All statistical analyses were conducted using Stata (Stata Statistical Software: Release 14.2; StataCorp LLC, TX). A P-value <0.05 was considered statistically significant.

RESULTS

Of a total of 33,302 responses, 6266 cases were excluded: 215 cases were judged to have provided fraudulent responses by the company in charge of conducting the survey, and 6051 cases met the exclusion criteria after tabulation. Of the remaining 27,036 cases, respondents who met the inclusion criteria (those worked from home at least 1 day a month) were selected, providing 5760 cases for analysis. A flowchart showing the inclusion and exclusion of participants is shown in Fig. 1.

FIGURE 1
FIGURE 1:
Flow chart of participants in the study. Respondents who had extremely short response times (<6 minutes), were shorter than 140 cm tall, weighed less than 30 kg, provided inconsistent responses to multiple identical questions, or wrong answers to a staged question used to identify fraudulent responses. ∗∗Respondents who answered “hardly ever” to the question inquiring about the frequency of working from home. ∗∗∗ Respondents who worked from home at least 1 day a month.

The demographic and sociological characteristics of the analyzed population are shown in Table 1. A total 3361 (58%) were men and the median age was 50 years (IQR: 42 to 57). Of the total population, 4052 (70%) were desk workers and 2790 (48%) telecommuted 4 or more days per week. The overall median WFun score was 12 (IQR: 7 to 20) and severe work functioning impairment (WFun more than or equal to 21) was observed in 1309 workers (23%). There were no missing data because the survey was designed such that all responses were mandatory.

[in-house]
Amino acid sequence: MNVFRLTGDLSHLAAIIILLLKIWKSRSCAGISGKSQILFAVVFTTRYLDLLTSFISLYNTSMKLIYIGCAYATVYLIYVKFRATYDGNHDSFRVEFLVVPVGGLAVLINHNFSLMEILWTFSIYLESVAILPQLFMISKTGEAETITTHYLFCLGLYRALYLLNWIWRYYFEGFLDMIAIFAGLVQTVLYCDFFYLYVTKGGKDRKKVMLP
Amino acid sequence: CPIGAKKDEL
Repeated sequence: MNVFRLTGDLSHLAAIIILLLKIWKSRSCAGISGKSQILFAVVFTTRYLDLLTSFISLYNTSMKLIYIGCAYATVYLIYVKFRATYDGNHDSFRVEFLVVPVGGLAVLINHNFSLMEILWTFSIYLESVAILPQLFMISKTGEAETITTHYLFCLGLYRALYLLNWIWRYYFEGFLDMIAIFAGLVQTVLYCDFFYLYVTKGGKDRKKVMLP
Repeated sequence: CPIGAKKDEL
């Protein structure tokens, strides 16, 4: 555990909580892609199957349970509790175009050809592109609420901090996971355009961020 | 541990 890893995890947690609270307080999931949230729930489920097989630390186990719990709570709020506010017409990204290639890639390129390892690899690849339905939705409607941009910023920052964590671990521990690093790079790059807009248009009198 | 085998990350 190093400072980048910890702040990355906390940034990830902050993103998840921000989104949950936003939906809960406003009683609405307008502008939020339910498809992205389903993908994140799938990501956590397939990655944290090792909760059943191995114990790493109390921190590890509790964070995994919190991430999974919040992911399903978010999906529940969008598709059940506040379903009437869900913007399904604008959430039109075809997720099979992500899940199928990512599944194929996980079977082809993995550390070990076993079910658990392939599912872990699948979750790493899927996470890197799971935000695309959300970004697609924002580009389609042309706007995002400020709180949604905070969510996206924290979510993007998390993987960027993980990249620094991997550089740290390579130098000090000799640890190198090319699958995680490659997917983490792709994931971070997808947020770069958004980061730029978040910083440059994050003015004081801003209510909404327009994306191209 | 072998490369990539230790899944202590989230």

TABLE 1 - Participants’ Demographic and Sociological Characteristics
Total
n = 5760
n % or median (IQR)
Sex, male 3361 58%
Age, yr, median (IQR) 50 (42–57)
 20–29 270 5%
 30–39 862 15%
 40–49 1567 27%
 50–59 2129 37%
 ≥60 932 16%
Education
 Junior high school 50 1%
 High school 943 16%
 Vocational school, junior college, or technical college 1132 20%
 University or graduate school 3635 63%
Marital status
 Married 3280 57%
 Divorced or bereaved 504 9%
 Never married 1976 34%
Equivalent income (Japanese Yen)
 550,000–2,500,000 1310 23%
 2,500,000–4,250,000 1465 25%
 4,250,000–5,500,000 1514 26%
 >5,500,000 1471 26%
Job type
 Mainly desk work 4052 70%
 Jobs mainly involving interpersonal communication 1219 21%
 Mainly physical work 489 8%
Number of employees
 1 1518 26%
 2–49 1200 21%
 50–999 1304 23%
 1000–9999 1076 19%
 ≥10,000 662 11%
Frequency of working from home
 At least 1 day a month 615 11%
 At least 1 day a week 878 15%
 At least 2 days a week 1477 26%
 At least 4 days a week 2790 48%
Time spent on one-way commute
 More than 2 hours 166 3%
 1–2 hours 1041 18%
 30 minutes to 1 hour 1392 24%
 Less than 30 minutes 1109 19%
 Very little 2052 36%
Change in working hours compared with pre-2019
 Increased 817 14%
 No change 4049 70%
 Decreased 894 16%
WFun total score, median (IQR) 12 (7–20)
WFun ≥21 1309 23%
IQR, interquartile range; WFun, work functioning impairment scale.

The associations of severe work functioning impairment with workers’ physical work environment while working from home are shown in Table 2. There was no significant association of severe work functioning impairment with the item “I work at a desk/chair for office use” (adjusted odds ratio [OR]: 0.93, 95% confidence interval [CI]: 0.82 to 1.06, P = 0.27). For all other items, the OR of severe work functioning impairment was significantly higher among those who worked from home in an unfavorable work environment. The highest OR of work functioning impairment was for a “No” response to “There is enough light to do my work” (aOR: 2.02, 95% CI: 1.73 to 2.35, P < 0.01). The results of Model 1, which was adjusted only for sex and age, and Model 2, which was adjusted for other potential confounders, were in a similar direction.